SEPTEMBER 2007 BAD FAITH CASES LIABILIBY FOR BAD FAITH CONDUCT EVEN AFTER POLICY CANCELLED & PUNITIVE DAMAGES AWARD UPHELD BASED IN LARGE PART ON ATTORNEYS’ FEE AWARD (Third Circuit)

   

In Gallatin Fuels, Inc. v. Westchester Fire Insurance Co., the United States Court of Appeals for the Third Circuit affirmed the bad faith decision of the district court, even though reversing the breach of contract claim.  The insurer argued that it denied the insured’s claim because the policy had been cancelled at the time of the incident and, in the alternative, even if it had not been cancelled, the insurer acted reasonably in handling the claim.  The Court found that even though there was no breach of the insurance policy because the policy had been cancelled before the loss, the insurer did not assert the cancellation of the policy as a reason for the denial for more than 6 months, misrepresented the terms of the policy, dragged its feet in the investigation of the claim, hid information from the insured and continued to shift its basis for denial of the claim.  The Court concluded that because the parties believed that a policy existed when the claim was filed and acted accordingly, even though the policy had been cancelled, the insurer, thereafter, acted in bad faith for denying the claim.  Further, the Court rejected the argument that there could be no punitive damage claim because there were no compensatory damages on the underlying contract.  In part, the Court found that the $1.1 Million in attorneys fee that the trial court awarded under section 8371 could be included in the punitive damages ratio, relying on Willow Inn, Inc. v. Public Service Mutual Ins. Co.,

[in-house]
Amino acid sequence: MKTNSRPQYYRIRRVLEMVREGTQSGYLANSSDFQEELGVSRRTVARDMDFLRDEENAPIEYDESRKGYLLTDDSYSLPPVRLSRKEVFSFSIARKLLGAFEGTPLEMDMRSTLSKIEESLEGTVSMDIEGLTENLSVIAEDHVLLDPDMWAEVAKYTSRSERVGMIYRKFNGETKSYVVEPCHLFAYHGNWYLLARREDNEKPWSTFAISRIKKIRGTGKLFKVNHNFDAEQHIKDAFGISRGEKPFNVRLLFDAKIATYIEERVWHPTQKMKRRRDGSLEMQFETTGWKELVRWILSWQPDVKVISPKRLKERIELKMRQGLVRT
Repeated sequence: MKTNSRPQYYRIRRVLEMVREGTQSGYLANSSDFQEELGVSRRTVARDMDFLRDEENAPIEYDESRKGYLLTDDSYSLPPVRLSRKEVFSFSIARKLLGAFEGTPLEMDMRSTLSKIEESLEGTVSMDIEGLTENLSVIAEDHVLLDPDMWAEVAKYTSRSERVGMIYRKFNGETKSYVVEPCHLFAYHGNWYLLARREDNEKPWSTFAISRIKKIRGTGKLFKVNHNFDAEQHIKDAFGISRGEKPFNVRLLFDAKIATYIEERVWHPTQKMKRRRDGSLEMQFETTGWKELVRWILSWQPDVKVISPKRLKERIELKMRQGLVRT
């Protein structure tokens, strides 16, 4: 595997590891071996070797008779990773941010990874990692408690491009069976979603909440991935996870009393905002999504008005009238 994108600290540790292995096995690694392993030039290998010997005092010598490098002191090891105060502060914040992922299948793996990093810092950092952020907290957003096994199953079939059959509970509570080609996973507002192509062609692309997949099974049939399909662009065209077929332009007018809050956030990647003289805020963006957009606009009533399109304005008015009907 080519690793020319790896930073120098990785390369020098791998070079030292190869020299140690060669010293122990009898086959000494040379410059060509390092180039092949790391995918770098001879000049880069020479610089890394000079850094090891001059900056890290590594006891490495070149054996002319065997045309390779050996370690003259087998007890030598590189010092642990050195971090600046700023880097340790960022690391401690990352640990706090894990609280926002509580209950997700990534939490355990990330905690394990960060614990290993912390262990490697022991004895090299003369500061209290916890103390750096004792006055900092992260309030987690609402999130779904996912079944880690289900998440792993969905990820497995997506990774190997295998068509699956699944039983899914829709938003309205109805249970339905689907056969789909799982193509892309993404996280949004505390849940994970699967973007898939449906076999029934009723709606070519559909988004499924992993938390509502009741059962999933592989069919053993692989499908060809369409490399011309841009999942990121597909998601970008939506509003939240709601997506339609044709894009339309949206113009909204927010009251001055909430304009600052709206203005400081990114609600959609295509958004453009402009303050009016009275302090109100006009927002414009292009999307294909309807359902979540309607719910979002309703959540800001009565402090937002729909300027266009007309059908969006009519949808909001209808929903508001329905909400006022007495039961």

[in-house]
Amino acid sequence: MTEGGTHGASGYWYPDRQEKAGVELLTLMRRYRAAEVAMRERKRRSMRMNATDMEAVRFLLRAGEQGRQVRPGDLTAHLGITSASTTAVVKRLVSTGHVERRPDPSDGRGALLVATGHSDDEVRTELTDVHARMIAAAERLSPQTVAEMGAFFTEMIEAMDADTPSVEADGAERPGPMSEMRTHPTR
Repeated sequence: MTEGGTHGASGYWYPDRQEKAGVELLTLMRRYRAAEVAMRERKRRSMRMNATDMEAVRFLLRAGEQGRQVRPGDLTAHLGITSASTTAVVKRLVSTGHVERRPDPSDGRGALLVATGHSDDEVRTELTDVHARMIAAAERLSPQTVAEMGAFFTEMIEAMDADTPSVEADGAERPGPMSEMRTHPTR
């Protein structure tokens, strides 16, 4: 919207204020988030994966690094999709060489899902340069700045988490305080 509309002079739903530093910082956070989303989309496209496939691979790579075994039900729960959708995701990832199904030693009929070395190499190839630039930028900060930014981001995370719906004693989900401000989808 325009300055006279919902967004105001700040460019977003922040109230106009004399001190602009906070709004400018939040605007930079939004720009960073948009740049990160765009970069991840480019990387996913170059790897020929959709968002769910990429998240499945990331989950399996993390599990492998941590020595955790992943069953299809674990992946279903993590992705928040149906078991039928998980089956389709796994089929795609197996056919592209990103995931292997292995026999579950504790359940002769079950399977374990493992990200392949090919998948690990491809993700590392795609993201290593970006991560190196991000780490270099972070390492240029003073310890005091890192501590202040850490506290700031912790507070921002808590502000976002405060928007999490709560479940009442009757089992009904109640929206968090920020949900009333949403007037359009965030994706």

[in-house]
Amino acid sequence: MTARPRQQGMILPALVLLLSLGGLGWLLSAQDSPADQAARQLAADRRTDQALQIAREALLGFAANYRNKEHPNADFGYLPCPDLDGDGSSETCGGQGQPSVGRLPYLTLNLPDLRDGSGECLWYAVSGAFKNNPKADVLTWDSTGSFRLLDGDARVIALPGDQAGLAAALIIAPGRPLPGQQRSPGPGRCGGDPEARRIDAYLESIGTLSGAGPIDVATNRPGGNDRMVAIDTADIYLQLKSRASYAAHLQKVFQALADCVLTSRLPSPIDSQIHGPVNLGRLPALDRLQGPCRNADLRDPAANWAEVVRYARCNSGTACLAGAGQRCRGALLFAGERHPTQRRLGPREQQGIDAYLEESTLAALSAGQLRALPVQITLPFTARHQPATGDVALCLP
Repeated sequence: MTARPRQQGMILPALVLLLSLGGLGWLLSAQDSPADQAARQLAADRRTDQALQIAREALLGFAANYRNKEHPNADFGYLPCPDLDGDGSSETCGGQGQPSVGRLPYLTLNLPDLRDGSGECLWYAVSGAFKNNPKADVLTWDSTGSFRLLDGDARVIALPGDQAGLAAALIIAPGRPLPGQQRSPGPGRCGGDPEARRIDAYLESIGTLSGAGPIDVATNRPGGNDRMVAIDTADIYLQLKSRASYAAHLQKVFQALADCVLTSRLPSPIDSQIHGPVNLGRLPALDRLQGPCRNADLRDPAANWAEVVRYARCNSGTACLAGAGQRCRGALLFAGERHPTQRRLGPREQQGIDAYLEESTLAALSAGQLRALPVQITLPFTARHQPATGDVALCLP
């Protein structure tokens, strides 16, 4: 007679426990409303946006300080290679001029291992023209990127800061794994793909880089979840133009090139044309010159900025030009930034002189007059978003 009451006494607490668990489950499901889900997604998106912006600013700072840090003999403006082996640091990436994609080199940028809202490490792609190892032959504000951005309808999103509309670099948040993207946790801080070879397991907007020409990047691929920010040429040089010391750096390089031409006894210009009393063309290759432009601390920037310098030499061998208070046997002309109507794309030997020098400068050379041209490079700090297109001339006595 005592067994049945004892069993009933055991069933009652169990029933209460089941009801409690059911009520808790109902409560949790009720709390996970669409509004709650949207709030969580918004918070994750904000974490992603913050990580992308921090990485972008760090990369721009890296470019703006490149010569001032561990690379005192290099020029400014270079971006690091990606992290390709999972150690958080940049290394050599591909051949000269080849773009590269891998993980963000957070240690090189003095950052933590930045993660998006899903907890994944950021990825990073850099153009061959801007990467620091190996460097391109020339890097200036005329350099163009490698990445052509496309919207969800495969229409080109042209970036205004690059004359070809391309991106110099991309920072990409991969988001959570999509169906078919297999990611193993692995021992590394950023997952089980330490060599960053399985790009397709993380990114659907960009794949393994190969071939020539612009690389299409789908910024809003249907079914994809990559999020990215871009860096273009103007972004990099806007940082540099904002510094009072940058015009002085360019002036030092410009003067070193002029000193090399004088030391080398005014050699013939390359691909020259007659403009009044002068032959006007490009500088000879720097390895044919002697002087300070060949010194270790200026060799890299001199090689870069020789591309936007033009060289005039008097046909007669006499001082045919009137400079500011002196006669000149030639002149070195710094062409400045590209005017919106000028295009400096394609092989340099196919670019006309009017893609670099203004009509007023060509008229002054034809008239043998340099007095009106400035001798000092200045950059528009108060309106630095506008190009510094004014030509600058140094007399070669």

Date of Decision:  August 9, 2007

Gallatin Fuels, Inc. v. Westchester Fire Ins. Co., United States Court of Appeals for the Third Circuit, 2007 U.S. App. LEXIS 19069 (3d Cir. Aug. 9, 2007) (Fisher, J)

 

H.P.M./L.A.